The European Securities and Markets Authority (ESMA), which oversees the European securities markets, is seeking to further tighten the investor protection measures for traders and has already made certain recommendations to the European Commission.

Announced on Friday, the EU regulator wants to put a curb on aggressive  marketing  tactics of the brokerages. This is particularly after the so-called gamification of trading and wants to address issues related to misleading marketing campaigns on social media.

Further, it wants permission for itself and other National Competent Authorities (NCAs) to impose on firms the requirement to use risk warnings on specific financial instruments. Under the current rules, trading service providers only need to provide generic risk warnings on their platforms.

Aims to Improve Investor Protection

Most of the proposals made by the EU supervisor is aiming to make the investment decision easier for retail investors.

Additionally,  ESMA  recommends the necessity of machine readability of disclosure documents, addressing information overload with the layering of information, and the development of a standard EU format of information.

Additionally, the regulator extended its support for the restriction of payment-for-order-flow (PFoF) proposed by the EU legislative body.

“Increased retail participation in financial markets provides opportunities both for savers and for companies seeking financing, and we are encouraged to see that digital trends and new business models are contributing to making investing more accessible to the general public,” ESMA’s Chair, Verena Ross said in a statement.

“These developments do not, however, come without risk. Gamification techniques in trading apps and personal recommendations on social media may cause retail investors to engage in trading behavior without understanding the risks involved. We are, therefore, setting out a number of proposals to ensure that these developments do not compromise investor protection in the EU.”

But, the EU regulator is not the only one seeking strict restrictions against the gamification of trades and PFoF. While the US securities market regulator is scrutinizing the PFOF, the Aussie supervisor wants restrictions on this business model.

The European Securities and Markets Authority (ESMA), which oversees the European securities markets, is seeking to further tighten the investor protection measures for traders and has already made certain recommendations to the European Commission.

Announced on Friday, the EU regulator wants to put a curb on aggressive  marketing  tactics of the brokerages. This is particularly after the so-called gamification of trading and wants to address issues related to misleading marketing campaigns on social media.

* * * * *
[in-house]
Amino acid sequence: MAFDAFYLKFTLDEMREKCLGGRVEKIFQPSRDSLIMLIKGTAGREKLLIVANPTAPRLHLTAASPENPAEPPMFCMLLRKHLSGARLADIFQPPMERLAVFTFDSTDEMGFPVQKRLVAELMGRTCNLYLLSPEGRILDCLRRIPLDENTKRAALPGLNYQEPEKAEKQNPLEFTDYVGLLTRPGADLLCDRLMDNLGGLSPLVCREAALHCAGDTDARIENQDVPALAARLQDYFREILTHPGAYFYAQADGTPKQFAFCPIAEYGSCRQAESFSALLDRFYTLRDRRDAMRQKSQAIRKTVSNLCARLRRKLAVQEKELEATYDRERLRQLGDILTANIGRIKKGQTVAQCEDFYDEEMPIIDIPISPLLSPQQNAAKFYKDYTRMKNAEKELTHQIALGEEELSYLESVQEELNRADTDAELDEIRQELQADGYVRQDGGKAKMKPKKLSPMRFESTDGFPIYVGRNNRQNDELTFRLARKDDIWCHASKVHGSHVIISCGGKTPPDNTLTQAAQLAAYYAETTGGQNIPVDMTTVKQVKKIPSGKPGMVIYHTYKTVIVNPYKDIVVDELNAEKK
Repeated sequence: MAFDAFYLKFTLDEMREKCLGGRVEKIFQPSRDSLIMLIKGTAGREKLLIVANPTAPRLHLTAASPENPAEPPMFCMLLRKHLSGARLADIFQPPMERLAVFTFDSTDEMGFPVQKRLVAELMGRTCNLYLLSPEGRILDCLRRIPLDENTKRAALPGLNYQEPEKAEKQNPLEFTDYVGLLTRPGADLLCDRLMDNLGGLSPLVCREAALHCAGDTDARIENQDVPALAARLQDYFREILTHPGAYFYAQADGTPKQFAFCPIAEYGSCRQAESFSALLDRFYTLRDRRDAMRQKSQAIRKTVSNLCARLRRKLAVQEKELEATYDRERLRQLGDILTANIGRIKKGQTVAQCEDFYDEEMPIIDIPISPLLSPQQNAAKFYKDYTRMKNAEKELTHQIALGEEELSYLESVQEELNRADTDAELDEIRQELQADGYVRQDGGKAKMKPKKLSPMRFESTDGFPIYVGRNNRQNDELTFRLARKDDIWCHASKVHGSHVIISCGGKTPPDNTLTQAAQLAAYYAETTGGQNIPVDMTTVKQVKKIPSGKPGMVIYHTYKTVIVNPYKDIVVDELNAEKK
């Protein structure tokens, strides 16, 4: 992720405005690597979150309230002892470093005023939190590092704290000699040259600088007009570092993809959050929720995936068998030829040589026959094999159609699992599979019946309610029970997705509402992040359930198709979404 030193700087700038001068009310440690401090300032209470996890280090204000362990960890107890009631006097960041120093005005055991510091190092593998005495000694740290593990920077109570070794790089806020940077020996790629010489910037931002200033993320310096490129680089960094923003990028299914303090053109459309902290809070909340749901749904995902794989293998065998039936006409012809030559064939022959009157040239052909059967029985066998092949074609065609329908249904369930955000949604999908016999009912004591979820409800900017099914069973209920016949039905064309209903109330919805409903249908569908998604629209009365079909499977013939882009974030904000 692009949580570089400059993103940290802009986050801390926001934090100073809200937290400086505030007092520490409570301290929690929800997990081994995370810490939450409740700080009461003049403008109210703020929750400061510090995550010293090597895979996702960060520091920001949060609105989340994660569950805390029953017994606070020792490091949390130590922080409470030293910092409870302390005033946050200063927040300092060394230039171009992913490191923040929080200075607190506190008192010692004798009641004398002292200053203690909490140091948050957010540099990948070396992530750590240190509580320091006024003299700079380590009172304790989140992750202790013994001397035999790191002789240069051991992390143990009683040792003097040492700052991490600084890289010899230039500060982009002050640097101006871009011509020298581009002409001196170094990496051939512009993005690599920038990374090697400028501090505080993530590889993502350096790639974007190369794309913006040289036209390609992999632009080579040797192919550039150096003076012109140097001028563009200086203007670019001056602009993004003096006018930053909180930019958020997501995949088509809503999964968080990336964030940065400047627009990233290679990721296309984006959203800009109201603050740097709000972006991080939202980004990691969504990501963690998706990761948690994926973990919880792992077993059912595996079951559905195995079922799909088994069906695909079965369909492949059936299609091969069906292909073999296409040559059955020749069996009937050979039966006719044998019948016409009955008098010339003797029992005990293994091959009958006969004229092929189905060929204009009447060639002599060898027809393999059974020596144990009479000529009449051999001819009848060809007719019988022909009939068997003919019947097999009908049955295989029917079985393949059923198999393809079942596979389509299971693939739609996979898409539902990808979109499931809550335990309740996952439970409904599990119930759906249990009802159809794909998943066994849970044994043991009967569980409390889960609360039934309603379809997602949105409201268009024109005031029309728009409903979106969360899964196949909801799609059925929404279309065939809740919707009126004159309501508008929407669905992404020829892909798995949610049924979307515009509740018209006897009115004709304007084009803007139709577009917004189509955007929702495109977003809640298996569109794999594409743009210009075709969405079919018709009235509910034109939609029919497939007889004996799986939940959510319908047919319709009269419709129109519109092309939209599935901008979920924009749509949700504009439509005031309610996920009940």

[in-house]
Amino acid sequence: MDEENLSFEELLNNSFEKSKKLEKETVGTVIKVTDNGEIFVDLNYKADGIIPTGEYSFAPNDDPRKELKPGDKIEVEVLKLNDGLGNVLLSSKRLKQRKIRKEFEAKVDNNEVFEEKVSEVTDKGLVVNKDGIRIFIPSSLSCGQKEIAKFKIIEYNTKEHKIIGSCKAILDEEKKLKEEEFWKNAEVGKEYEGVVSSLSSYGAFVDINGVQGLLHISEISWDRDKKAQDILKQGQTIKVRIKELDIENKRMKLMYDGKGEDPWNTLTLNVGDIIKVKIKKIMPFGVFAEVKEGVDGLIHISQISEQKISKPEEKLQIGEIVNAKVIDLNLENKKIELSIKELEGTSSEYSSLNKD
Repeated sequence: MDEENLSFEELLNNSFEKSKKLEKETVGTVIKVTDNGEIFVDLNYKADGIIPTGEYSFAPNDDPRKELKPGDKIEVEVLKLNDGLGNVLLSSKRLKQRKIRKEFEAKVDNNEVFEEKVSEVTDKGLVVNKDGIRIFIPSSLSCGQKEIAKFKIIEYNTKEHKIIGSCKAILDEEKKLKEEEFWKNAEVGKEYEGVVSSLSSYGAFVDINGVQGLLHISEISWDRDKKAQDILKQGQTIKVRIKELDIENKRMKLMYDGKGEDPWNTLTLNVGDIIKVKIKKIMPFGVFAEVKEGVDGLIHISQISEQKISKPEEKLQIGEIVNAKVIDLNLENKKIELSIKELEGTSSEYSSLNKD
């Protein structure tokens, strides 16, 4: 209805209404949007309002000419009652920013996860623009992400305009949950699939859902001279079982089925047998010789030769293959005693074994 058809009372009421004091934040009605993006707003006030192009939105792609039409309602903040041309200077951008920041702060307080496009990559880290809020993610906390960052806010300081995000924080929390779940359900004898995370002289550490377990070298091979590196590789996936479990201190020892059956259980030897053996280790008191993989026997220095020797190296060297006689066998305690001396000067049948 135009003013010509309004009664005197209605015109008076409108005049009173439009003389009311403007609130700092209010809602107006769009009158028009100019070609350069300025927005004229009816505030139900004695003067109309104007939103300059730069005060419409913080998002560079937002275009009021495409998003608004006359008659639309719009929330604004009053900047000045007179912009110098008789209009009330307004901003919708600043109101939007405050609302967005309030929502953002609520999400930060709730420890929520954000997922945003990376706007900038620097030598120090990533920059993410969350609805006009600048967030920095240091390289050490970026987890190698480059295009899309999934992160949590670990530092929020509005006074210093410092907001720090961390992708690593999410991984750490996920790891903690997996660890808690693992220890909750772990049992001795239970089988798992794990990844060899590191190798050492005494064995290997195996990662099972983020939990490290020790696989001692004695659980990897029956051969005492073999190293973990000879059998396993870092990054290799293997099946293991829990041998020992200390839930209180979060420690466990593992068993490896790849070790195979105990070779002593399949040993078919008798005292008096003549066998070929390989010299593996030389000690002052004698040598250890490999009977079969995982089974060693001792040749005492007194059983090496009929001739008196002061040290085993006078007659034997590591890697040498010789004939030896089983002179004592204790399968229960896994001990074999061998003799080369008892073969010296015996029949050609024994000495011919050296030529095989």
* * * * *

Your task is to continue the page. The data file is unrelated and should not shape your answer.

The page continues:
Further, it wants permission for itself and other National Competent Authorities (NCAs) to impose on firms the requirement to use risk warnings on specific financial instruments. Under the current rules, trading service providers only need to provide generic risk warnings on their platforms.

Aims to Improve Investor Protection

Most of the proposals made by the EU supervisor is aiming to make the investment decision easier for retail investors.

Additionally,  ESMA  recommends the necessity of machine readability of disclosure documents, addressing information overload with the layering of information, and the development of a standard EU format of information.

Additionally, the regulator extended its support for the restriction of payment-for-order-flow (PFoF) proposed by the EU legislative body.

“Increased retail participation in financial markets provides opportunities both for savers and for companies seeking financing, and we are encouraged to see that digital trends and new business models are contributing to making investing more accessible to the general public,” ESMA’s Chair, Verena Ross said in a statement.

“These developments do not, however, come without risk. Gamification techniques in trading apps and personal recommendations on social media may cause retail investors to engage in trading behavior without understanding the risks involved. We are, therefore, setting out a number of proposals to ensure that these developments do not compromise investor protection in the EU.”

But, the EU regulator is not the only one seeking strict restrictions against the gamification of trades and PFoF. While the US securities market regulator is scrutinizing the PFOF, the Aussie supervisor wants restrictions on this business model.